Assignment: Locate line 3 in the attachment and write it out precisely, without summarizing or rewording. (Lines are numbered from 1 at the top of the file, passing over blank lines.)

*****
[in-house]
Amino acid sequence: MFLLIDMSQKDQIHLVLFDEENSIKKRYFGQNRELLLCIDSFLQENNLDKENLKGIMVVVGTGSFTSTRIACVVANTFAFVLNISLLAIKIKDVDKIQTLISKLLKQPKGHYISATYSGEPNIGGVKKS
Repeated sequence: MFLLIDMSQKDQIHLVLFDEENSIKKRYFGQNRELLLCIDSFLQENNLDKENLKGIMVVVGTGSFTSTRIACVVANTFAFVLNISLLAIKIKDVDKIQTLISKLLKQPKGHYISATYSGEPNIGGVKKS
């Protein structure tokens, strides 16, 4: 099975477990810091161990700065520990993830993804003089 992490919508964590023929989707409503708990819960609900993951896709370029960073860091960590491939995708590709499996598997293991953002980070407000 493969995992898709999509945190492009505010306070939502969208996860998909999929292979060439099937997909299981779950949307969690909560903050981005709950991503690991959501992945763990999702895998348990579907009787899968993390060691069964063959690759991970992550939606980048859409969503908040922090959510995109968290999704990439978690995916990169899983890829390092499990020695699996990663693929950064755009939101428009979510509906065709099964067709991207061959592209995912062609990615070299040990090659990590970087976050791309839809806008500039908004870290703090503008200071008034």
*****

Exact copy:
Repeated sequence: MFLLIDMSQKDQIHLVLFDEENSIKKRYFGQNRELLLCIDSFLQENNLDKENLKGIMVVVGTGSFTSTRIACVVANTFAFVLNISLLAIKIKDVDKIQTLISKLLKQPKGHYISATYSGEPNIGGVKKS